Fourth: medicine and pharma are inherently slow to react in a state-based society. We saw this firts-hand when govenrments relaxed hundreds or rules in the hope to speed the recruitment of new doctors/nurses and the development of vaccines. In a libertarian society, hospitals would have been very fast to adapt to the new situation, recruiting nurses and doctors in a matter of days instead of months. Because there wouldn’t have been a centralised minister of health they could have tested different drugs or methods during the first few months and the ones more effective could have been then used all over the rest of the territory. Because there is no intellectual property granted by the State to pharma companies through patents, pharma research could have been cheaper, faster and evenyl distributed among the many companies that would have thrived in a non-monopolistic paten-granted society.
Fifth: each property owner or community elected-committee would have imposed its own rules of access. Some would have asked mask to be worn, others negative-test, others quarantine rules or a mix of all of them. Others would have left access opened at their own risk and individuals or charities would have shielded the old and the frail ones. Soon, communities would have learned what have worked and what not and if the virus was so deadly that its lethality was counterbalancing the need to keep activites open then many communities would have imposed discrimination of access to their territory. We can probably hypothesised that young and healthy communities would have imposed less restrictions while old ones would have imposed much stricter rules.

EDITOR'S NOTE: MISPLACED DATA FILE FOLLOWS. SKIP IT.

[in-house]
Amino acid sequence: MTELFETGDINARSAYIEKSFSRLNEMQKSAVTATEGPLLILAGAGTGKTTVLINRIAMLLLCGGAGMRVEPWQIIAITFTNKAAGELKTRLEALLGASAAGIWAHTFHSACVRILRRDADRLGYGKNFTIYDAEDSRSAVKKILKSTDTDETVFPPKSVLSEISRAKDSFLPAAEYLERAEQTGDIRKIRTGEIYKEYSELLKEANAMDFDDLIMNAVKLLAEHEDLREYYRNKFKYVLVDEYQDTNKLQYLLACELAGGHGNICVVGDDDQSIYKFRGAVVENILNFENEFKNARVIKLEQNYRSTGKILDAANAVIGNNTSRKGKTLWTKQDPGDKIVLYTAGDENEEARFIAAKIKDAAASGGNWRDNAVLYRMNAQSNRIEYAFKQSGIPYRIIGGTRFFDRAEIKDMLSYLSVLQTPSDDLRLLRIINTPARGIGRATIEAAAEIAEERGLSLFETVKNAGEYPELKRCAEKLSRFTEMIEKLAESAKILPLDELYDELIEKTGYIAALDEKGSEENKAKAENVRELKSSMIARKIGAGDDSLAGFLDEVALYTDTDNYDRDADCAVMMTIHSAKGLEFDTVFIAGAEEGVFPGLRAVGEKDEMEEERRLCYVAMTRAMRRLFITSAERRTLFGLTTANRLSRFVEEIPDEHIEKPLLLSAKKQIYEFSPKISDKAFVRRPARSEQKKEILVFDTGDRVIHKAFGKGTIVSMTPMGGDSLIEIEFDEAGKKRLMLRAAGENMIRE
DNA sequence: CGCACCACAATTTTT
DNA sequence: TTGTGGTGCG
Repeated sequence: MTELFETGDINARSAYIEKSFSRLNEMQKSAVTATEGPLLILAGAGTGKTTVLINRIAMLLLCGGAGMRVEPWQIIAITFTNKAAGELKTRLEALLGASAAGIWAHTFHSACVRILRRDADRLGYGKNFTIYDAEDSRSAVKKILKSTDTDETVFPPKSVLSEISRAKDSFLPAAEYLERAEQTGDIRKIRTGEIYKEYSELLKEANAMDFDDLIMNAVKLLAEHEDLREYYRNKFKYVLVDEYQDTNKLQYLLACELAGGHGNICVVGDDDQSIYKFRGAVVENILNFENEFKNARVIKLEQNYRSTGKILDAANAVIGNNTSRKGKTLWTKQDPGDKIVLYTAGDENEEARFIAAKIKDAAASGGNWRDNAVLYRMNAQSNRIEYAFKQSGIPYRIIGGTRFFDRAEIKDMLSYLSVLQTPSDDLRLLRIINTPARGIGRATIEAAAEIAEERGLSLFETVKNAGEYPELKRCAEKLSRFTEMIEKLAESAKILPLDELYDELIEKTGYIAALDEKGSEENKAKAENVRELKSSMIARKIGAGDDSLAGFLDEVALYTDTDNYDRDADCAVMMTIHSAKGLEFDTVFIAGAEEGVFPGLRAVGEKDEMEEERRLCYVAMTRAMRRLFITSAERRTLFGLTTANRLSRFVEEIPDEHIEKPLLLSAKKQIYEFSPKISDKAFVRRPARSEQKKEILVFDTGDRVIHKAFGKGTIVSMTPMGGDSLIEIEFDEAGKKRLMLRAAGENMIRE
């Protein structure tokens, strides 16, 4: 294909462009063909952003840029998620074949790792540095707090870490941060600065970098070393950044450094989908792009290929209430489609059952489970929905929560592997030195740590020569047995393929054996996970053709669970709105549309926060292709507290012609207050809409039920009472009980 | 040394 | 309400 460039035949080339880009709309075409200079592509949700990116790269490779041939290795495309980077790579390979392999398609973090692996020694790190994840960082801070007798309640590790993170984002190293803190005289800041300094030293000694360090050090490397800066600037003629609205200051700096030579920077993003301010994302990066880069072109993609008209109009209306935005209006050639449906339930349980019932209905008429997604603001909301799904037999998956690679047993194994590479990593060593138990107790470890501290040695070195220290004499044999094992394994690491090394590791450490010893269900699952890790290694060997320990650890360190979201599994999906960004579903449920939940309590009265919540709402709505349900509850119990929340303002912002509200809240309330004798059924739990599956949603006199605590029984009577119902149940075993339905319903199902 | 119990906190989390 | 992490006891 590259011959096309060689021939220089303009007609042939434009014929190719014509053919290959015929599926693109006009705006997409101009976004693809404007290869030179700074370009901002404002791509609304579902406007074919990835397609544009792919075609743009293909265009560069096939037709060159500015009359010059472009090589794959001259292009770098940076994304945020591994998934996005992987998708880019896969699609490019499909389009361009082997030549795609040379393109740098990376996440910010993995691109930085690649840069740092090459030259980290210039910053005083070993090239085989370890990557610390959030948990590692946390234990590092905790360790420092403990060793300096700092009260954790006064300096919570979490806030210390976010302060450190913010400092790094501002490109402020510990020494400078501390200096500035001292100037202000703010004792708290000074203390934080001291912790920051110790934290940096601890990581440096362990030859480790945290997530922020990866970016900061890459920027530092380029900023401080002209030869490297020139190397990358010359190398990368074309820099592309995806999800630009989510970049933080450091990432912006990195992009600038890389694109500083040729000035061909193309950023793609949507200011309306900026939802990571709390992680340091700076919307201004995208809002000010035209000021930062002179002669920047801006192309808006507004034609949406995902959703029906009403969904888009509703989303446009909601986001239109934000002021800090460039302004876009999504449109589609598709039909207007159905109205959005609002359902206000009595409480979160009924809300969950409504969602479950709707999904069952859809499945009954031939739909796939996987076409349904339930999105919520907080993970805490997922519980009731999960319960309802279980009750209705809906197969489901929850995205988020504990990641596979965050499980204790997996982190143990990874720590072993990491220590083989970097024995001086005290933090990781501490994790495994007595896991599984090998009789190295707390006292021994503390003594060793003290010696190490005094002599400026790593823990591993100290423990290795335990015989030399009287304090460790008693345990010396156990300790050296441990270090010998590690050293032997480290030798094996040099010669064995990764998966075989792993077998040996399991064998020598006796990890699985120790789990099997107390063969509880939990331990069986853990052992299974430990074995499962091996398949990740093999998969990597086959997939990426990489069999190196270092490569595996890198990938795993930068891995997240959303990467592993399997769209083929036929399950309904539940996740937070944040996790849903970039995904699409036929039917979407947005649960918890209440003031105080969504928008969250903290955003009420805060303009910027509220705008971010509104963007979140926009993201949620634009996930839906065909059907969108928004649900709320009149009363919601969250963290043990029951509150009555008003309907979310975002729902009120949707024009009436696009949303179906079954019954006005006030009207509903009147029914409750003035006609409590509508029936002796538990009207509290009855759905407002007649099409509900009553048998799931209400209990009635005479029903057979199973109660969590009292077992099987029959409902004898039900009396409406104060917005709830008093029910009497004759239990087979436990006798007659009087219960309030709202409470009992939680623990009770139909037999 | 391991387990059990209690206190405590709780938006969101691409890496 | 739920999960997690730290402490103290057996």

In conclusion, a libertarian reaction to the pandemic would have probably been incredibly fast, and in some communities more efficient than the current one. However, other communities would have been slower than the current ones.
It would have meant less deaths in general? Maybe in the long run but some communities would have probably seen a high lethality rate at the beginning. Some communities would have imposed restriction to access and mask/quarantine mandates, while others wouldn’t. By its nature it would have been a heterogeneous and complex reaction.
We could say with a high degree of certainty that treatments/vaccines would have probably been faster and cheaper.
So, the pandemic does not mean the death of libertaranism, on the contrary it’s the further demonstration of systemic and inherent failure of state-based societies.